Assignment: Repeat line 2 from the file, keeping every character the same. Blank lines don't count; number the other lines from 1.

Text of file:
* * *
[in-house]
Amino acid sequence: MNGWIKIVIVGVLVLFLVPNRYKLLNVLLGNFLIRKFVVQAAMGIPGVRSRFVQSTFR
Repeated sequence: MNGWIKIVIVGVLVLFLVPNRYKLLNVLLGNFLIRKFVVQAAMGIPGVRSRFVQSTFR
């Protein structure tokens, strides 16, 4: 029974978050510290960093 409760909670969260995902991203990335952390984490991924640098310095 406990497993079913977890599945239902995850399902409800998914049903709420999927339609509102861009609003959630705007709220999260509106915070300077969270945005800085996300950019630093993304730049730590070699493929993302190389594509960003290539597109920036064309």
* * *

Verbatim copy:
Amino acid sequence: MNGWIKIVIVGVLVLFLVPNRYKLLNVLLGNFLIRKFVVQAAMGIPGVRSRFVQSTFR